Tucked down a Bainbridge Island lane, there’s a small farm with big ideas about the future of food. Our founders named the place MiddleField because their name, Nakata, actually means “Middle Field” in Japanese. It’s been the family farm since the 1920’s, but its fields were fallow for decades before organic farmer Brian MacWhorter came to work with us. For more than two decades, Brian’s raised some of the tastiest produce available in the area—and passed along a career’s worth of specialized experience to interns who are hungry to create a healthier food system.
An organically grown career
“I grew up on a little farm in Pennsylvania,” Brian says, reflecting on the pull of organic farming, and its inevitable effect on his life. ”I tried to get out of it—I did pre-med, I worked in a genetics lab, I worked in pathology, I worked in secondary education, but ultimately I just wanted to get outside. It’s a passion.”
After living on the east coast, farming on the islands of Hawaii, and serving in the military, Brian enrolled at the University of Oregon. He found housing on an organic farm, and soon started supplementing his income (and his landlord’s) by selling produce to local health food stores. This little student venture formed the beginnings of a market for organics in Eugene.
Gradually, Brian connected with other like-minded people, became a founder of the successful Eugene collaborative Organically Grown, and helped define the standards for organics in Oregon.
Putting down roots in our area
When a camping trip brought Brian to Bainbridge Island, he was struck by its surreal beauty and its unique climate for farming, protected from the heat by the rainforest canopy to the West, and protected by the Cascades from cold fronts that come down from the north. He loved it, and decided to stay. In 1984, Brian began selling his own produce to Town & Country.
Eleven years later, Looking to expand his farming operation, Brian happened to be working as a chef at the Streamliner Diner in Winslow, where Vern Nakata stopped every morning for eggs and conversation. Over his daily breakfasts, Vern learned about Brian’s deep experience. He also knew his family was about to return their land to productive organic farming. So he facilitated what would become a long and fertile partnership. Brian’s been running MiddleField farm ever since, coaxing beautiful organic fruits, vegetables, fruits and flowers from its fields over an extended growing season.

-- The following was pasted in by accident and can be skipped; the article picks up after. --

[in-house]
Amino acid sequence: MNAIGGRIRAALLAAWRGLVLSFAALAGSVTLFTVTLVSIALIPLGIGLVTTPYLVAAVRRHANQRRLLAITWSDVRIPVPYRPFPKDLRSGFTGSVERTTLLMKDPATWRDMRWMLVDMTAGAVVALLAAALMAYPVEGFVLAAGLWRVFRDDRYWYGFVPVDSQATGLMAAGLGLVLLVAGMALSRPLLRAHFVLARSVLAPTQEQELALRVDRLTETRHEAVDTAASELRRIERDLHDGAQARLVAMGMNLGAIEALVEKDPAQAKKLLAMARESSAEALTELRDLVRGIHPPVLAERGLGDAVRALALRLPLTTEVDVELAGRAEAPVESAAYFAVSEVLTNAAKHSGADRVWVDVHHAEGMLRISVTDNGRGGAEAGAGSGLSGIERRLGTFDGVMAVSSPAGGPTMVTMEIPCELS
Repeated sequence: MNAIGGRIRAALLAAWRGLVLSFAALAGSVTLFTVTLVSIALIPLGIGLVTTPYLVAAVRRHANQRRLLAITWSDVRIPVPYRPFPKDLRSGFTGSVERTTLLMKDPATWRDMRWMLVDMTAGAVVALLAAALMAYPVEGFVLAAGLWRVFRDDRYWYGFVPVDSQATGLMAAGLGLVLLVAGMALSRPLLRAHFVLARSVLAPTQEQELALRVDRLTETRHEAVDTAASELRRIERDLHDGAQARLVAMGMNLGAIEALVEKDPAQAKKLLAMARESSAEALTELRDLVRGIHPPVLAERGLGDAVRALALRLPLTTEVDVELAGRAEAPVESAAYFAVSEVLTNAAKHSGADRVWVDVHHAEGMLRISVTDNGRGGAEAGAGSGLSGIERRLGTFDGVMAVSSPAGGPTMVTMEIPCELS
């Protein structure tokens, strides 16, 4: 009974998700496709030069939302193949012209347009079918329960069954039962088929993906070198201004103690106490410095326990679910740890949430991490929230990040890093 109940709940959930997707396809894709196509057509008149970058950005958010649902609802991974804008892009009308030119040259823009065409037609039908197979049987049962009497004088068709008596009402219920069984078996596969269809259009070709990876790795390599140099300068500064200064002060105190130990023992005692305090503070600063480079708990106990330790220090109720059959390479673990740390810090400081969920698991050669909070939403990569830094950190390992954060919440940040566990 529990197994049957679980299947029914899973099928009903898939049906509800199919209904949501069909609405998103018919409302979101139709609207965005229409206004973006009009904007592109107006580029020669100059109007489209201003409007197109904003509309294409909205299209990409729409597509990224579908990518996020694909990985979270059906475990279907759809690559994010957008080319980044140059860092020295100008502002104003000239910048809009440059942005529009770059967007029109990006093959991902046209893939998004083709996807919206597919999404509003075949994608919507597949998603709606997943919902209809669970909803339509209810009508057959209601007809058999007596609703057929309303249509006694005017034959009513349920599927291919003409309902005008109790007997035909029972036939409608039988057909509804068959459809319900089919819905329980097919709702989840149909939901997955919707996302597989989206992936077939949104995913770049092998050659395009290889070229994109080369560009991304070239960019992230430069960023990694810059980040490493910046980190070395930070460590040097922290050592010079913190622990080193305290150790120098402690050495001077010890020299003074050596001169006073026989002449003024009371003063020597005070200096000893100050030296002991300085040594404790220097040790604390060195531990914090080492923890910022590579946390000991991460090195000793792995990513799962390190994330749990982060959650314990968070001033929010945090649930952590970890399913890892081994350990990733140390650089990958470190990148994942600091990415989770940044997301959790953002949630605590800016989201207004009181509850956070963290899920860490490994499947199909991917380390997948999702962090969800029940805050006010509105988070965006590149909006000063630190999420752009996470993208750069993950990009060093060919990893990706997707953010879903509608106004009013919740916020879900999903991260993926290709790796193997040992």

Above: Retired president Larry Nakata walks the fields with Brian.
Viewing food from the freshest perspectives
Brian still takes pride in the daily results of his work. He gets up at 5:30am, calls as many T&C stores as he can supply that day, tells his crew what they need to harvest, and it reaches the market shelf in the afternoon. So tonight, people can eat vegetables that were picked fresh this morning, right in their neighborhood.
“It’s an ethical thing they’re doing for their consumers,” says Brian about T&C. “They’re selling the best quality, and the healthiest food people can take home, and they guarantee it. That’s why I joined this company—because they have that integrity. And that’s what it’s all about.”
Now, Brian’s looking for ways to transfer his knowledge to future farmers. Through his internship program, many have gone on to run farms, food banks and gardens all over the country. Interns typically arrive when things get busy in March, seeding and then learning to protect the seedlings.
“It’s not a long growing season here—it stays quite cold and it gets cold early,” says intern Hannah Barlow. “You’re really babying things early on. We’re starting with low tunnels and high tunnels, sometimes low tunnels inside high tunnels, and anything that’s out in the field is covered. There’s a reason why Brian has the vegetables he has before anyone else. A lot of loving care goes into them.”
Brian learned many of these techniques from the legendary sustainable agriculture advocate Eliot Coleman, an organic farmer, author and advocate who wrote seminal books on efficient organic food production, and growing produce over extended seasons.
“It’s a very intellectually engaging situation, Barlow says. “Food is at the center of all the important complex systems—from the soil and the mycelium networks to food distribution—it feels like something I can do forever and still keep learning.”